My First-Ever QSO -- 50 Years After Passing Ham Test

Discussion in 'Ham Radio Discussions' started by G3EDM, Aug 27, 2021.

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  1. G3EDM

    G3EDM Ham Member QRZ Page

    So it finally happened, with the usual Novice screw-up, namely, that although we did converse usefully, I must have mangled my caller's callsign because I cannot find it in QRZ. He answered my CQ but the QSO ended abruptly after a couple of exchanges. QSB was a major issue (see below).

    What I have is DF6YFD (which apparently does not exist). I thought that suffix was correct because he repeated the suffix (and only the suffix) several times, but in retrospect, it may be that I kept mangling the suffix (hence his several repetitions of it!) and maybe I never did get it right.

    His name is Bernhardt. His QTH is near Bremerhaven. He did me the great courtesy of slowing down his Morse to a crawl, and repeating the long words, such as the QTH. The frequency was 7030 (not 7035 as I initially posted here), the time was very roughly 0620G (I was too excited to check!) and he gave me an RST of 599.

    At my end, on my little three-transistor regenerative RX, I could hear him 569 but with heavy QSB.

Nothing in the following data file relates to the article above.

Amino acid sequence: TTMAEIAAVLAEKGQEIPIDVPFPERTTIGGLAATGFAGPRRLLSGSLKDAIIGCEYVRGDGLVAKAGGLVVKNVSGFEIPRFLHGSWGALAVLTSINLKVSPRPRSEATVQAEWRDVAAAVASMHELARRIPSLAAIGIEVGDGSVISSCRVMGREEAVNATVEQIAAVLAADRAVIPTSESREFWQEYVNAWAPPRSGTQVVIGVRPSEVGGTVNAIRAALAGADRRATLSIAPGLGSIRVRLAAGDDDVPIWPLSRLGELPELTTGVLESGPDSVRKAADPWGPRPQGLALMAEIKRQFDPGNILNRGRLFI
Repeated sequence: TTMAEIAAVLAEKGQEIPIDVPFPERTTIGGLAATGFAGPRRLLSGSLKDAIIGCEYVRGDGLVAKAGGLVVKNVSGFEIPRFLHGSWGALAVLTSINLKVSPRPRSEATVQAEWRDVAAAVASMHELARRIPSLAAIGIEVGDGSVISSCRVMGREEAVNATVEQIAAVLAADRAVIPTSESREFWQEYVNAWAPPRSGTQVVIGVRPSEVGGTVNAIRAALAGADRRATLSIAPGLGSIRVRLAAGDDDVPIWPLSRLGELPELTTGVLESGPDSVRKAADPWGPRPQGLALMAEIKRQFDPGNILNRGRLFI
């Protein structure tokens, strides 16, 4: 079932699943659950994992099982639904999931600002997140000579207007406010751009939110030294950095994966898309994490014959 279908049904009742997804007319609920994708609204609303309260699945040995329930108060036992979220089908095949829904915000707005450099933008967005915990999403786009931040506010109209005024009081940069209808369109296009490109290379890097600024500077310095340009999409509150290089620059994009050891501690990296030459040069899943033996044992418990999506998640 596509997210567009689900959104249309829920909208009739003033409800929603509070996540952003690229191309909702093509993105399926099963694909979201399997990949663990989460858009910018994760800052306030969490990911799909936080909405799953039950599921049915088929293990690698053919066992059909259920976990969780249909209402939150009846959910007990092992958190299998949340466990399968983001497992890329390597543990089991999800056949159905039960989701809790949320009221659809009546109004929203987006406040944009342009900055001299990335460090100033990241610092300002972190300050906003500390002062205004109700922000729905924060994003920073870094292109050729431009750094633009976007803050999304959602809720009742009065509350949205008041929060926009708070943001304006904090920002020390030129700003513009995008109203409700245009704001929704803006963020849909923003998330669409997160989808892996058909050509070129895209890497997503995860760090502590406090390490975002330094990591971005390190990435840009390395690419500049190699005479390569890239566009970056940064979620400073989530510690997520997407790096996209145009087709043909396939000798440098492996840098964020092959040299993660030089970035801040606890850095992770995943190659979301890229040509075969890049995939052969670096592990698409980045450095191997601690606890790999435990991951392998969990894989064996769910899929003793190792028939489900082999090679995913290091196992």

I got as far as giving him my QTH location and my name, but he never came back, probably because of QSB and the band gradually drying up after dawn.

    Bremerhaven is due east of my QTH and on the North Sea, and I am also not far from the North Sea. Edited to add: As the crow flies, the distance to Bremerhaven is 590 kilometers (370 miles).

    Anyway, clearly the rig is working, and I am thrilled that my very first QSO was with another country, albeit not even remotely DX! I don't suppose there's some high-tech way to track down Bernhardt's real callsign....

    (Edited to add: For those new to this topic, I first passed the UK Radio Amateur's Examination in December 1971, but it has taken me until now to get on the air for the first time....)

    73 de Martin, G3EDM
     
    Last edited: Aug 27, 2021
    MW0IHW, KO4ESA, G0CIQ and 18 others like this.
  2. SM0AOM

    SM0AOM Ham Member QRZ Page

    Heard part of your QSO with a German station and a CQ on 7030.47 kc about an hour ago.

    A lot of QSB here but signals easily copyable at the peaks on my two-tube RX using some audio selectivity.

    However, there was some instability; "yoop" on the signal, which points to a crystal oscillator with too much feedback which shifts the frequency somewhat due to crystal heating.

    As the oscillator used is a triode Pierce, it uses a feedback capacitor from grid to ground. A larger value means more feedback.

    Try reducing the capacitor to a value that sustains oscillations but no more.

    Anyway, congratulations and 73/

    Karl-Arne
    SM0AOM
     
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  3. G3EDM

    G3EDM Ham Member QRZ Page

    Hi Karl-Arne,

    Looks like I need to adjust C1 (see schematic below), which fortunately is a small trimmer and easily adjustable.

    [​IMG]

    Here's a photo. It was taken while the TX was under construction, which is why you will see that some of the connections have not been soldered yet.

    [​IMG]